As many as ninety-four slaves lived at Poplar Forest during Jefferson’s time and at least ninety-five slaves were owned by the later Cobbs/Hutter families. Letters and other documents provide glimpses into the lives of the enslaved workers. However, their home sites went unrecorded and few details were written about their personal lives. Archaeologists play an invaluable role in uncovering materials related to the lives of these individuals that would otherwise remain hidden.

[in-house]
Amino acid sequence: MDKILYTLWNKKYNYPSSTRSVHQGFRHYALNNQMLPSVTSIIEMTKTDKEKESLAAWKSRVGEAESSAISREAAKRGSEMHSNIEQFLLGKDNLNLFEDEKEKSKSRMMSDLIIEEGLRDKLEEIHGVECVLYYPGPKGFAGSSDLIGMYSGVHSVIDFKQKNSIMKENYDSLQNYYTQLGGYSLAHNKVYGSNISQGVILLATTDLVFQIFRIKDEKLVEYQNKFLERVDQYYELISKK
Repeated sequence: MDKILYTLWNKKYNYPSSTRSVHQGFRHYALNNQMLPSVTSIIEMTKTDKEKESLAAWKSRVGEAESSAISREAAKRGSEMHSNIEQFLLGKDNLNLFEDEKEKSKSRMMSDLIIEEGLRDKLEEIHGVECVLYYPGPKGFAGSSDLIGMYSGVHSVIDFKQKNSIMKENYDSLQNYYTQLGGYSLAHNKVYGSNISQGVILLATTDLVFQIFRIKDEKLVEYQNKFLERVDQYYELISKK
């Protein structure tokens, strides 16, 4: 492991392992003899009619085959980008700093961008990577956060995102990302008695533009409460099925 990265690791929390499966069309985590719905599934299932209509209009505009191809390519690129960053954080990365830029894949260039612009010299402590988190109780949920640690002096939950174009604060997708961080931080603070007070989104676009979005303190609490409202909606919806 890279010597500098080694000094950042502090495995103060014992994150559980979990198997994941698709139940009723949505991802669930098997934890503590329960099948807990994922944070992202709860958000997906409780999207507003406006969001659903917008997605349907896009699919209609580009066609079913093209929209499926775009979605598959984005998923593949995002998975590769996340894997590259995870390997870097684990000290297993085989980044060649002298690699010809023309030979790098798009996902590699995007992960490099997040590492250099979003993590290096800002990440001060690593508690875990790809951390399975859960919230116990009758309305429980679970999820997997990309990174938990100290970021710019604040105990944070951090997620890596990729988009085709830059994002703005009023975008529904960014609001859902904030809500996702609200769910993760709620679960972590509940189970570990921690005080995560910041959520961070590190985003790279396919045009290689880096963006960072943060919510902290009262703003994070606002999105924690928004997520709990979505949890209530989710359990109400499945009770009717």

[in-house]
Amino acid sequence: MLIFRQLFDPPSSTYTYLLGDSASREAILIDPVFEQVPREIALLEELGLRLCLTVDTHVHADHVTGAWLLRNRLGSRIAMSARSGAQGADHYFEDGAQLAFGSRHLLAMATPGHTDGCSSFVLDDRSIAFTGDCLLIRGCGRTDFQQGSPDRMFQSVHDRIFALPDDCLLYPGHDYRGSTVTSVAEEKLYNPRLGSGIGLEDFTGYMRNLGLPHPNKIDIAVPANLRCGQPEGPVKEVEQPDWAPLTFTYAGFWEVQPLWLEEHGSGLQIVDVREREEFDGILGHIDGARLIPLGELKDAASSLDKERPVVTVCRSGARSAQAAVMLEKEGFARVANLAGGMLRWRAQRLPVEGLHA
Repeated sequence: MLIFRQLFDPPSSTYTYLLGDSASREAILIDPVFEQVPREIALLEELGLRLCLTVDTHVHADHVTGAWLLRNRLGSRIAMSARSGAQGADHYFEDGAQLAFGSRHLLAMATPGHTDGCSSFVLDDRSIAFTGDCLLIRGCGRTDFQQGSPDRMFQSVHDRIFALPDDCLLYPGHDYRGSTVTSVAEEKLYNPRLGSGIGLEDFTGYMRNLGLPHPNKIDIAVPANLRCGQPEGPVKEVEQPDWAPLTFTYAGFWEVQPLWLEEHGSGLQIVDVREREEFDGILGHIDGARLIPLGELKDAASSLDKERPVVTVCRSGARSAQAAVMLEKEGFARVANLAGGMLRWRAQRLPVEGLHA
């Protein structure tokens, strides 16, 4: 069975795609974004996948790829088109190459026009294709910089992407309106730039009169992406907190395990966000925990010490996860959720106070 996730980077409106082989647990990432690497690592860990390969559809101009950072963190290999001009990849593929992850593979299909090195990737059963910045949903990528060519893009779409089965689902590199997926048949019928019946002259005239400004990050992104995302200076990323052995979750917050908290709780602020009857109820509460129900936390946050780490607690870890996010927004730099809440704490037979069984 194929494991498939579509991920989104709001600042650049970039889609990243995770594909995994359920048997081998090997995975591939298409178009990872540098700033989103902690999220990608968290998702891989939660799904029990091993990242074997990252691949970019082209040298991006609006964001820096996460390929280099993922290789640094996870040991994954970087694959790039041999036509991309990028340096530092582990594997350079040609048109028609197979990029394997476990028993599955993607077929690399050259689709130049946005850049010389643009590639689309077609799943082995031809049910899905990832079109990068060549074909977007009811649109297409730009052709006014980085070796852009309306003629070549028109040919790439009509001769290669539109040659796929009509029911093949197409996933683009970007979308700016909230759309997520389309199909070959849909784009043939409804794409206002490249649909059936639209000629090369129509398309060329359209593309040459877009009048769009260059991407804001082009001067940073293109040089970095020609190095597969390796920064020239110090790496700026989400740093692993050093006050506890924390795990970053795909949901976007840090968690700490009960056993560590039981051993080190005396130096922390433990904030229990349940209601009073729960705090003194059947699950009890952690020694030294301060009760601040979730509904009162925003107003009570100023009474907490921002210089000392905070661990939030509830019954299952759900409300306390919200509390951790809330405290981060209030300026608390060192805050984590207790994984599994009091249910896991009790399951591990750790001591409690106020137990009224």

So far, archaeologists have located the remains of three slave quarters at Poplar Forest. The North Hill Site dates to the 1770s or 1780s; the Quarter Site from 1790-1812; and Site A existed from the 1830s to emancipation. Click on the links below to learn more.